A multi-terminal HVDC system was planned to have a long dedicated metallic return circuit located on the line structure. Faults of this DMR, that occur at the same time as HVDC pole faults, are difficult to clear and negate the benefits provided by the DMR. A study led by Mr. Walling investigated the potential for DMR faults resulting from electromagnetic coupling to transients resulting from pole faults, as well as lightning events capable of simultaneously faulting a pole and the DMR. DMR insulation requirements were identified by this study which minimize the probability of the simultaneous pole and DMR fault situation.
Asymmetric Voltage Instability
A large utility had repeated incidents of voltage collapse on one phase of a distribution system, with the voltages rising above nominal on the other phases. The involved distribution systems were served by primary substation transformers with relatively high impedance, and neutral reactors at the substation provided an X0/X1 ratio at the limits of an effectively-grounded system. Mr. Walling developed dynamic simulation software capable of phase-by-phase representation. Using this tool, it was revealed that single-phase motor loads, interacting with the unique characteristics of these distribution systems, resulted in an asymmetric voltage phenomenon. Modifications to system design and operations were recommended to minimize risk of future recurrence of this instability.
An industrialized Latin American country suffered a near-total blackout of their national power grid. Mr. Walling and a colleague were retained by the utility to investigate the cause. The blackout was determined to be due to interaction of a series-compensated transmission lines with current transformers, leading to a protection misoperation severing the country’s transmission grid.
Industrial Rectifier Transformer Failures
Investigated the cause of repetitive power transformer failures in a 300 kA (load current) industrial rectifier system serving an electrochemical process. The root cause was determined to be control system issues causing uneven winding current distribution in the parallel secondary windings of the transformers. Replacement of an inexpensive control component, as recommended by Mr. Walling, eliminated further failures.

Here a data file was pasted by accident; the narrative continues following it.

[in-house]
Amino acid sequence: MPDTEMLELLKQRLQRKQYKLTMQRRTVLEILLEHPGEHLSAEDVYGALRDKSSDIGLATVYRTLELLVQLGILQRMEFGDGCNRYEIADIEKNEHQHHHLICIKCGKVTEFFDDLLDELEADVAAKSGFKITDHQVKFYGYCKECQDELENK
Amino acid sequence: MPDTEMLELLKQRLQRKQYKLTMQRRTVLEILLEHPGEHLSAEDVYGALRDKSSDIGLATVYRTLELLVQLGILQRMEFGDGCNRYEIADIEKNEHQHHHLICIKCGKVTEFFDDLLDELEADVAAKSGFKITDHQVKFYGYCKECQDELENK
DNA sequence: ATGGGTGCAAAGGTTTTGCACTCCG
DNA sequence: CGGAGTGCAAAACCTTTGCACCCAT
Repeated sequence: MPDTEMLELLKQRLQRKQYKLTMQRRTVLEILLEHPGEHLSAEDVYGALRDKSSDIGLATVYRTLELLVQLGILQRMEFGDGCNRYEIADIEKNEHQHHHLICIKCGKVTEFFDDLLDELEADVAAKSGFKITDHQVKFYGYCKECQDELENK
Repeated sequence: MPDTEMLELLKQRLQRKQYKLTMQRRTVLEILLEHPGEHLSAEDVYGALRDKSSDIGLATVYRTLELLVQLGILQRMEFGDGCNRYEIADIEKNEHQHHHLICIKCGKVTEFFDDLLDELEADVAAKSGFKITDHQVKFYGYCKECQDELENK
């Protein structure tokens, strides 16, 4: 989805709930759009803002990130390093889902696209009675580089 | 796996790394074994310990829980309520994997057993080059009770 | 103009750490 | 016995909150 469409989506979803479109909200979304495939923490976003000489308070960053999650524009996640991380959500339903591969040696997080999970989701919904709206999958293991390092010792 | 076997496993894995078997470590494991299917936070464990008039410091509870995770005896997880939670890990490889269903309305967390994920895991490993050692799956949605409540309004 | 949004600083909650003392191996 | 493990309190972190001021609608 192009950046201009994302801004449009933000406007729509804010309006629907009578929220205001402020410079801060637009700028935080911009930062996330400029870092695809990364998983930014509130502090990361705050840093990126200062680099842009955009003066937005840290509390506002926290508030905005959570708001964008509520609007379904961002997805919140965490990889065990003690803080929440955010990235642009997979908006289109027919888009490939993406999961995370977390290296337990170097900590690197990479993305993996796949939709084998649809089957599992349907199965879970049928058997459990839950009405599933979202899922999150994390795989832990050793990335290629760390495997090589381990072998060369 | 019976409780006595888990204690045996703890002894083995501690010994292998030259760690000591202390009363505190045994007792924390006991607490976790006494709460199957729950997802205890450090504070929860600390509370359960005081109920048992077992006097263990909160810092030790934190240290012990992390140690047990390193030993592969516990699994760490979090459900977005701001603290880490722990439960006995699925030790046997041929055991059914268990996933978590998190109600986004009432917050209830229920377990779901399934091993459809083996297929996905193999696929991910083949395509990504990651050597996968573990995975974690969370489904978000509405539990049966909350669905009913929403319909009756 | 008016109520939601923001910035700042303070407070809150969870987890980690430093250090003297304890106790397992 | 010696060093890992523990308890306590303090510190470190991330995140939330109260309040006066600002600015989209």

Phase-Angle Regulator Tap Changer Failures
A phase angle regulator on a major transmission link between operating systems experienced recurring failures of the tap changer. Detailed analysis and transient simulation identified the root cause and a modification of the design, recommended by the study, eliminated further failures.
Substation Autotransformer Failures
The causes for failure of two critical autotransformers, in the same substation within a few weeks of each other, were investigated at the request of the utility. From oscillographic fault data, the cause of the failures were identified.
Industrial Rectifier Harmonic Instability
During certain operating conditions, an industrial rectifier serving an electrochemical process would go out of control and simultaneously inject large amounts of even-order harmonics into the power system. The cause was identified to be a complex core saturation instability, where the rectifier interacted simultaneously with an even-order impedance resonance in the power system and the saturation characteristics of the rectifier transformer. A modification of the rectifier’s power factor compensation banks was recommended, and this resolved the issue.
Geomagnetic Disturbance Impacts on Power Systems
Indirect GIC Measurement
Measuring GIC normally requires specialized sensing equipment because ordinary current transformers are incapable of registering the very low frequency currents composing GIC. The client wished to monitor GIC levels in a critical transformer indirectly, by use of the second-harmonic component of differential current. Mr. Walling created magnetic models of the transformers and developed the calibration relationships between this differential current component and the amount of GIC in the transformer.
GIC Flow Analysis